One of the scribes came near and heard them disputing with one another, and seeing that Jesus answered them well, he asked Jesus, “Which commandment is the first of all?”  Jesus answered, “The first is ‘Hear, O Israel: the Lord our God, the Lord is one; you shall love the Lord your God with all your heart, and with all your soul, and with all your mind, and with all your strength.’  The second is this, ‘You shall love your neighbor as yourself.’  There is no other commandment greater than these.”

This teaching, of course, is fundamental to our faith.  Jesus says Love God with your entire being, and love your neighbor as yourself.  And he adds that no other commandment is greater than these.

One way to read this passage is to say that our faith is about God and other people, and that it has nothing to do with the environment.  After all, there’s nothing in this passage about nature or animals.  Many Christians have read the passage that way, and it is pretty easy to see why.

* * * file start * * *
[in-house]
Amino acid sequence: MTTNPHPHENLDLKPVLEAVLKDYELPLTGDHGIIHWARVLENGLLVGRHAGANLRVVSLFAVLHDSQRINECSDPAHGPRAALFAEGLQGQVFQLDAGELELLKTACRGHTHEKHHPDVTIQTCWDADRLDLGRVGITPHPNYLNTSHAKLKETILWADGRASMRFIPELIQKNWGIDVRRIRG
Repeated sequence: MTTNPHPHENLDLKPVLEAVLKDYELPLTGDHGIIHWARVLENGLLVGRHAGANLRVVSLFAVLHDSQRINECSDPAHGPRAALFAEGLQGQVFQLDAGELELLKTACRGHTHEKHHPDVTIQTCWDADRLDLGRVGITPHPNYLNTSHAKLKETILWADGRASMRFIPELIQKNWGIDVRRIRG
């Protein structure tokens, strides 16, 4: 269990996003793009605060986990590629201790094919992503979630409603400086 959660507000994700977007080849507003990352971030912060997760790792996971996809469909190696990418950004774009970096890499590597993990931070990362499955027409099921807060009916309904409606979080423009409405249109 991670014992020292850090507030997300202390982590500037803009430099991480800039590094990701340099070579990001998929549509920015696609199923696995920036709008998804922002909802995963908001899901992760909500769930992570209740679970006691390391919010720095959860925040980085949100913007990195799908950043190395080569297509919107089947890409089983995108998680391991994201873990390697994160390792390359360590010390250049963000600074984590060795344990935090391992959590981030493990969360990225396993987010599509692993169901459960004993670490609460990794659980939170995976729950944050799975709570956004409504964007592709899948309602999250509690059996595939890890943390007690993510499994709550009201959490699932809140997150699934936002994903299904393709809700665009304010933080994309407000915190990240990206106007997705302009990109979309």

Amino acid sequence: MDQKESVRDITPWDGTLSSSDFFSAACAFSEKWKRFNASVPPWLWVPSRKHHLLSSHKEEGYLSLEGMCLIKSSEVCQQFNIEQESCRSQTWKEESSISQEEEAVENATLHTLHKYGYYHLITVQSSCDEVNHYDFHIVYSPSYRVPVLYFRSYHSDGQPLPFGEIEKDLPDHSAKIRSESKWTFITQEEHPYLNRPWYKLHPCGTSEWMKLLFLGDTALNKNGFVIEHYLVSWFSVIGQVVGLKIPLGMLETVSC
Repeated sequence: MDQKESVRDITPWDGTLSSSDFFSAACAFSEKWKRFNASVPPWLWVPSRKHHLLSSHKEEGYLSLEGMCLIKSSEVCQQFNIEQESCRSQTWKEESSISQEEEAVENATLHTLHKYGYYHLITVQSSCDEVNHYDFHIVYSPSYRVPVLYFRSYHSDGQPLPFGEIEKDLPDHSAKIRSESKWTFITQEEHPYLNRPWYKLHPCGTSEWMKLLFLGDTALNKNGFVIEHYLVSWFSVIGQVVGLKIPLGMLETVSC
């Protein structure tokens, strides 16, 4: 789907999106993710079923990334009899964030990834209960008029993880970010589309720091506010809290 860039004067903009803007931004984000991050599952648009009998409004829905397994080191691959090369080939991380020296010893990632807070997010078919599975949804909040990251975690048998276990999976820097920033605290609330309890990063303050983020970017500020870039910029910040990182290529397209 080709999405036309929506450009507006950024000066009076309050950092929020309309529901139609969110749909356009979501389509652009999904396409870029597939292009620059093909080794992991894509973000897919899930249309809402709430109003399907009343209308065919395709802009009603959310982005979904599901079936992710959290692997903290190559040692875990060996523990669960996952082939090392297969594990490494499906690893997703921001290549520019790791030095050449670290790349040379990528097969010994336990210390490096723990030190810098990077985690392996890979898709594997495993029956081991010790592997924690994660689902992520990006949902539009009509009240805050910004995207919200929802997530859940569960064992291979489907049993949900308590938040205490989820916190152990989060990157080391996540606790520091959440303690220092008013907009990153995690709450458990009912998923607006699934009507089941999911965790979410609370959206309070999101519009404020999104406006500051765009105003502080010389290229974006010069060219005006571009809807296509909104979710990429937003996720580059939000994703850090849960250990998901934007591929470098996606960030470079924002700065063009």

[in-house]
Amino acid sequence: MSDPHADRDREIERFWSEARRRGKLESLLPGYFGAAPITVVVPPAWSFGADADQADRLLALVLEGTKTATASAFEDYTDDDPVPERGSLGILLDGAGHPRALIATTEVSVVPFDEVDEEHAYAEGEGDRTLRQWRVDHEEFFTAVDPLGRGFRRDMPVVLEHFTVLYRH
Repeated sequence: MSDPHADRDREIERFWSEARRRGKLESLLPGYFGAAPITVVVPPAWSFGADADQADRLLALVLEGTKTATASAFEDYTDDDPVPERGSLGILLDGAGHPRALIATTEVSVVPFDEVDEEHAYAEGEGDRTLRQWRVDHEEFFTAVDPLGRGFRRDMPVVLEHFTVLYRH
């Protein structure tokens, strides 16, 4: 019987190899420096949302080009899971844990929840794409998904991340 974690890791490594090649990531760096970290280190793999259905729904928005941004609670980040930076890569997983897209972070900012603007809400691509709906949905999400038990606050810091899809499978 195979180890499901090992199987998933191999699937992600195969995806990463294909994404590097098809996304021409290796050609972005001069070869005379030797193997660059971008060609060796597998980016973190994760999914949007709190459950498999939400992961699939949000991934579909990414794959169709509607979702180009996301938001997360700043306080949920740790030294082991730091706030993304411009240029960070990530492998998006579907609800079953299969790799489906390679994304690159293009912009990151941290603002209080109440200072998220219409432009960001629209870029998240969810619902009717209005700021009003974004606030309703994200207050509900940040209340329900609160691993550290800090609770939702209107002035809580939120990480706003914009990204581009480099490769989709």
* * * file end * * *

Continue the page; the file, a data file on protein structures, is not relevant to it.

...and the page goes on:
But there is another and more profound way to understand the two great commandments.  Let’s ask about the relationship between each commandment and the environment.  Instead of assuming there is no connection, let’s see if there is one.

First, then, what is the relationship between the commandment to love God and the environment?  We know God made the world and all that is in it.  At the end of each day of creation, God looks at all that God has made and pronounces it good.  We also know, from the Psalms and elsewhere, that the Earth belongs to the Lord.   Today’s Psalm (150:6) even calls on “everything that has breath” to “praise the Lord.”  God made our natural environment; it belongs to God, and God has pronounced it good.